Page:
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Stage

Might Makes Right

Everyman’s new production nasty, brutish, and short

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The violent backdrop reflects onstage action in god of carnage.


God of Carnage

Written by Yasmina Reza

Directed by Eleanor Holdridge

Through April 7 at Everyman Theatre

The backdrop to the stage for Everyman Theatre’s new production, God of Carnage, says it all: dogs attack a boar, all “red in tooth and claw.” The play, by Yasmina Reza, uses light farce to make the seriously Hobbesian point that underneath the thin veneer of society is a war of all against all, a state of nature where human life is, famously, nasty, brutish, and short.

Reza’s four characters—the Raleighs and the Novaks—come together at the apartment of the latter couple to talk through a little situation that occurred between their sons: Benjamin Raleigh knocked out Henry Novak’s teeth with a stick.

Ah, childhood. Of course, what begins as a civil conversation between the adults devolves into all manner of viciousness—after all, protecting one’s children brings out the animal instincts in everyone. But as Reza’s script makes clear, it also brings out our pride, our vanity, and our viciousness.

Alan Raleigh (Tim Getman), a corporate lawyer who openly espouses the titular god of carnage, is the closest to the precipice to start with. He frequently expresses his impatience with the meeting and constantly answers his cellphone to give a drug company cynical advice on what to do about a product that is causing disturbing side effects. Whereas the other characters change, Getman’s Alan doesn’t have far to go. He begins as a caricature and even when the script gives him a 180 degree turn, he plays it in the same utterly unsurprising vein—lying on the floor pouting that it is the worst day of his life after his wife ruins his cellphone.

The only time Getman’s character pushes beyond the caricature of the Social Darwinist lawyer is when he becomes genuinely impressed with Veronica Novak (Deborah Hazlett), the “strong personality” of the other couple, who is, on the surface, his polar opposite. Veronica, an art lover writing a book on genocide in Darfur, is the driving force behind this meeting (it’s part of her overall bourgeois insistence on justice and rightness). While the evening’s events challenge everything she believes in, Alan finds himself impressed by the passion with which she holds her beliefs, creating the most compelling relationship in the drama.

Alan’s own wife, Annette (Megan Anderson), is dismissed by the entire group as all “surface” even though she has just literally spilled her guts in an uproariously funny vomit scene. But because Annette is written as a wishy-washy, vacillating character, Anderson has room to inject nuance into her portrayal of the character, as does Christopher Bloch in his Michael Novak, a nebbish-y, mama’s-boy vendor of household goods like toilet fittings. Michael begins by following his wife’s lead, but after what turns out to be a nostalgic discussion of his own boyhood “gang” and accusations of cruelty after the “murder” of a hamster, Michael declares: “We tried to be nice, we bought tulips, my wife passed me off as a liberal, but I can’t keep this bullshit up. . . . What I am and always have been, is a fucking Neanderthal.”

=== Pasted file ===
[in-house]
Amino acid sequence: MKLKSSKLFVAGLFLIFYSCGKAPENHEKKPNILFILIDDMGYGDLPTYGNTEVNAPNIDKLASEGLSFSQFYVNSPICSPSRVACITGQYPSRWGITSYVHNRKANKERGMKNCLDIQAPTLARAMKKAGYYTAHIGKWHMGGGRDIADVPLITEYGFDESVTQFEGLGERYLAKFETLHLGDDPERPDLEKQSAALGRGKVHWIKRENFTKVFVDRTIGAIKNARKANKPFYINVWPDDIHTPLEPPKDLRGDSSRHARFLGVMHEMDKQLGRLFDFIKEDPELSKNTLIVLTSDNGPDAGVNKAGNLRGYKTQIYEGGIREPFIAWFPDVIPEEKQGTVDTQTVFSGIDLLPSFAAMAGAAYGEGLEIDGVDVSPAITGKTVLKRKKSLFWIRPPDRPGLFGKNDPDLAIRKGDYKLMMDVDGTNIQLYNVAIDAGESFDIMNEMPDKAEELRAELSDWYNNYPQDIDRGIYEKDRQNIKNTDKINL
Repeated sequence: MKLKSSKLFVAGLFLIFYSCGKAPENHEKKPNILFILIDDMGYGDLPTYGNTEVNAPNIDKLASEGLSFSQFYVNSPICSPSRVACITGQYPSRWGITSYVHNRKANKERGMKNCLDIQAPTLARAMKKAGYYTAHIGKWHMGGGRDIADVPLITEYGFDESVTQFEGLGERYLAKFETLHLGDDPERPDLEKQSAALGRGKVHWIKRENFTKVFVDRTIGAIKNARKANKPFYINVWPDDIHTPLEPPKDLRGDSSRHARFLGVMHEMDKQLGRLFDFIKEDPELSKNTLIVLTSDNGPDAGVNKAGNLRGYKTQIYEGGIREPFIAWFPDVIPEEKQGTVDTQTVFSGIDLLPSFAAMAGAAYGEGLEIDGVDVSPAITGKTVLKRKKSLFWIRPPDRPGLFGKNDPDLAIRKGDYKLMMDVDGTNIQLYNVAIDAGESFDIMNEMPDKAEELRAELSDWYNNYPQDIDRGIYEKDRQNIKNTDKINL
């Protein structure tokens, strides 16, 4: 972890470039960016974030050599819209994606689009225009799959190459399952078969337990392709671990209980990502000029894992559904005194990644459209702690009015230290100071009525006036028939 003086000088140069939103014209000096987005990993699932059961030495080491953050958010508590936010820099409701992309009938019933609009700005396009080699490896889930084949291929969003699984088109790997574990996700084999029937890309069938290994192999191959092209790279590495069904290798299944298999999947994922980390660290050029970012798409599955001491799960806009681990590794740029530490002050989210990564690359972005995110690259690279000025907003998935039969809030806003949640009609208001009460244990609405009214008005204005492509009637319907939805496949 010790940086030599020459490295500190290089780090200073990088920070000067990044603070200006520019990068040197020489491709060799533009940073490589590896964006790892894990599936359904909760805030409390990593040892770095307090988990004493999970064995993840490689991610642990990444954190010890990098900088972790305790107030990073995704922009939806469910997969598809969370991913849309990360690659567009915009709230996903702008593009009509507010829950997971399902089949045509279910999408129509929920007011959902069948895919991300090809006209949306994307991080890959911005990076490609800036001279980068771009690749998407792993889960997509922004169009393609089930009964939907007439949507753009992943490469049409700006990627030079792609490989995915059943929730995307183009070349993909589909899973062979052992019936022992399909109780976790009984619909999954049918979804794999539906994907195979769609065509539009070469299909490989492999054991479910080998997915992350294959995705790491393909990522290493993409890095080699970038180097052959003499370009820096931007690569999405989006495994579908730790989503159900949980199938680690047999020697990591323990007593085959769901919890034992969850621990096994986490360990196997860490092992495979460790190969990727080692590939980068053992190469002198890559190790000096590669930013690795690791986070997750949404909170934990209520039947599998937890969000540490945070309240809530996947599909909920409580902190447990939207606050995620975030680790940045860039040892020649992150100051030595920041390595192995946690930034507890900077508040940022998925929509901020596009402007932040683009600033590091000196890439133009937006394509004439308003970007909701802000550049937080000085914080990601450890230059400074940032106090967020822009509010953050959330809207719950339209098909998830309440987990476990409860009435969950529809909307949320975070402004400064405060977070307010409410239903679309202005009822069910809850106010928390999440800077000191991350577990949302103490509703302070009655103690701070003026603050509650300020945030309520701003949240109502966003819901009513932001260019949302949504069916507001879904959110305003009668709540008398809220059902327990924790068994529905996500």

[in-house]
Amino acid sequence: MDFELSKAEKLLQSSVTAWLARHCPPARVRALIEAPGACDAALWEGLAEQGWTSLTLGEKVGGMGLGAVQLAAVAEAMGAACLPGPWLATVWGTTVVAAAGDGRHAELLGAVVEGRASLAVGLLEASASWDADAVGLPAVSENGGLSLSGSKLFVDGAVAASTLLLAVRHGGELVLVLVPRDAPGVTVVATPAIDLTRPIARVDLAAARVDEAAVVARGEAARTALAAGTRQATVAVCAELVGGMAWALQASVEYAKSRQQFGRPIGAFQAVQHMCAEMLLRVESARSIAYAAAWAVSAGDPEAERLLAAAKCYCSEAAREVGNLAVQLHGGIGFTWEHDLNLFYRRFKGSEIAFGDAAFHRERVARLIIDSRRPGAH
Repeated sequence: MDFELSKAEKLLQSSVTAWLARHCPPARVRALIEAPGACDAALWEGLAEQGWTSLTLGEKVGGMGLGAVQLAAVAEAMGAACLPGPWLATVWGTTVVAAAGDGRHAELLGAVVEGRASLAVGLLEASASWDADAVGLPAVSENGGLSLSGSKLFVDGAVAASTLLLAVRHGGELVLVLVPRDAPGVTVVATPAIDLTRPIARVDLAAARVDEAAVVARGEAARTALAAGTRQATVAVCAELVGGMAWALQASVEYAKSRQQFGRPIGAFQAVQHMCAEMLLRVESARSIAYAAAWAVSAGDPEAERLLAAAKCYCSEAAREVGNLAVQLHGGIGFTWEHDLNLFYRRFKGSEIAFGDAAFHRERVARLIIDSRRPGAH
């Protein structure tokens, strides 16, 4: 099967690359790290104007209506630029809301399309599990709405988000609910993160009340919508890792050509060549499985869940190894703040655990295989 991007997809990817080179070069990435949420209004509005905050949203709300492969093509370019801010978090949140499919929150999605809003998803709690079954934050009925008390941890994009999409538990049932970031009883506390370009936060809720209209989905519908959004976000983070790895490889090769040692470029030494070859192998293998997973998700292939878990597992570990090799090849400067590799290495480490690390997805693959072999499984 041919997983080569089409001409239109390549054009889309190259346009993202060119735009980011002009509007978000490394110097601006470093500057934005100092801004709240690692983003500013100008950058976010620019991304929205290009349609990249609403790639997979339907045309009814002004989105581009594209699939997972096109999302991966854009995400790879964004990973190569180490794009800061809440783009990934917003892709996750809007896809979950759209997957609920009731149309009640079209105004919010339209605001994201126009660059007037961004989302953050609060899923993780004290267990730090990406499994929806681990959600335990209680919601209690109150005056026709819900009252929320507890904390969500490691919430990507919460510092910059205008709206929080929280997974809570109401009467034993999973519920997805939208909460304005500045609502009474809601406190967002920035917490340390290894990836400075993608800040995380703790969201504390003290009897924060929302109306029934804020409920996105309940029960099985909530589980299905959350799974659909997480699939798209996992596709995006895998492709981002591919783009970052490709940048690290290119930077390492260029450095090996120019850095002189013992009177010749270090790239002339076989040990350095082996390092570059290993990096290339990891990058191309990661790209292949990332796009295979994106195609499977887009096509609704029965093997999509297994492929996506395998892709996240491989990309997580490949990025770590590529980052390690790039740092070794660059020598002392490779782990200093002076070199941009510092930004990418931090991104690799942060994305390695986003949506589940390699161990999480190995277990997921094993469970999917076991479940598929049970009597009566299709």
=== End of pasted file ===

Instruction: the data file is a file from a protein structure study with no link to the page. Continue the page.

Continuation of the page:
“Aren’t we all,” Alan responds.

“No. No. I’m sorry, we are not all fucking Neanderthals,” Veronica protests.

Exchanges such as this allow the alliances between the individuals to continue to shift so that one moment the couples are allied internally against one another and the next, the foursome breaks up along gender lines, pitting the males against the females. And then the dynamic shifts again so that the “strong” partners are allied against the “weak,” ultimately showing that domestic life is a war of all against all.

The scenario follows perfectly from the play’s central thesis and allows for some truly funny performances by the cast. But the script also feels a bit too thesis-driven—as if it has this point that it will pound us over the head with. This is most glaringly, and unamusingly, apparent when Michael complains about the “Sudanese coons” whom his wife studies and when Annette calls the young Novak boy a “faggot.” It is as if Reza has mistaken Archie Bunker for Thomas Hobbes, so that the point is not that deep below the surface of civilization we are all brutes, but that barely beneath the much thinner surface of manners we are all bigots—as if the liberal Michael Novak, and by extension the audience, is only a glass of fancy rum and a disagreement away from reactionary eruptions. With the giant painting as the backdrop, the discussions of Darfur, and the riff on Francis Bacon’s meat-like paintings, it is all just a little too obvious—and if there is a convincing case to make here, it is made as subtly as if directed by a Fox newscaster or Alan Raleigh, to whose level the rest of the characters ultimately sink.

But subtlety is not everything and director Eleanor Holdridge brings the most out of the comedy in the sparkling, witty dialogue, which flows with the charm of Oscar Wilde. And certainly, most members of the audience see themselves reflected in at least one of the actors’ outrageous statements—Michael’s claim that ”I’m not going to let myself be told how to behave by some 9-year-old snot-nose” seemed to resonate with the audience as much as it did with Alan.

While God of Carnage spends its entire 85 minutes making the case for our brutishness, there seems to be a silent coda to the play, which does not really have an ending, just a stopping point. After so much drinking, cursing, lunging, and puking, we are left somehow imagining that these two couples will—or at least could—come to find themselves friends precisely because they have each known the others’ ugliness so clearly.

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